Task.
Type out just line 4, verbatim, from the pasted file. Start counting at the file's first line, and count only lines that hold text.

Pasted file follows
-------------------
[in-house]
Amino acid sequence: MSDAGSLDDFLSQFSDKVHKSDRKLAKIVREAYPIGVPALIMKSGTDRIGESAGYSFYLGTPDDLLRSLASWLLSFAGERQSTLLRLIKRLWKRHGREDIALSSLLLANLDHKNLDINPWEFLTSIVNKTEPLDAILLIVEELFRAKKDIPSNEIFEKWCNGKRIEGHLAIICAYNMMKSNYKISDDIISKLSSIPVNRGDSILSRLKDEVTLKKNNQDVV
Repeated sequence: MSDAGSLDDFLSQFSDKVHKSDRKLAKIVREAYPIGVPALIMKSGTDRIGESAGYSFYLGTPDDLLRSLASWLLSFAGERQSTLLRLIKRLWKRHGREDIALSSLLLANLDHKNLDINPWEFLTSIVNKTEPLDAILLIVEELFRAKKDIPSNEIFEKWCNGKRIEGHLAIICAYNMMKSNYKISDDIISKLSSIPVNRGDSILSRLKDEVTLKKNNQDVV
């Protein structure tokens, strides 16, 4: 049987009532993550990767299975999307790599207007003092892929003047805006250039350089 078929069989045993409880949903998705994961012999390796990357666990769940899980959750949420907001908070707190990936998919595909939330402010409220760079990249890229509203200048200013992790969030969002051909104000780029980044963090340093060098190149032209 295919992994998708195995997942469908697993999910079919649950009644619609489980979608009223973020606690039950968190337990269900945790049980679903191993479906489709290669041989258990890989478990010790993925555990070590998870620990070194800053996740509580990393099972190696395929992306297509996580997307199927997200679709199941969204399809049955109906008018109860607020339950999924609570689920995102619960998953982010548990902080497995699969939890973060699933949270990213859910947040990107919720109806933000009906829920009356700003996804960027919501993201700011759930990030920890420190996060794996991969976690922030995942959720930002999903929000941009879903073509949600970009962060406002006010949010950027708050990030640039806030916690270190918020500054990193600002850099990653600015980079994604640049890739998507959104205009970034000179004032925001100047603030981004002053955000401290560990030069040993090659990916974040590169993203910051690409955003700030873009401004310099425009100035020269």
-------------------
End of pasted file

């Protein structure tokens, strides 16, 4: 049987009532993550990767299975999307790599207007003092892929003047805006250039350089 078929069989045993409880949903998705994961012999390796990357666990769940899980959750949420907001908070707190990936998919595909939330402010409220760079990249890229509203200048200013992790969030969002051909104000780029980044963090340093060098190149032209 295919992994998708195995997942469908697993999910079919649950009644619609489980979608009223973020606690039950968190337990269900945790049980679903191993479906489709290669041989258990890989478990010790993925555990070590998870620990070194800053996740509580990393099972190696395929992306297509996580997307199927997200679709199941969204399809049955109906008018109860607020339950999924609570689920995102619960998953982010548990902080497995699969939890973060699933949270990213859910947040990107919720109806933000009906829920009356700003996804960027919501993201700011759930990030920890420190996060794996991969976690922030995942959720930002999903929000941009879903073509949600970009962060406002006010949010950027708050990030640039806030916690270190918020500054990193600002850099990653600015980079994604640049890739998507959104205009970034000179004032925001100047603030981004002053955000401290560990030069040993090659990916974040590169993203910051690409955003700030873009401004310099425009100035020269």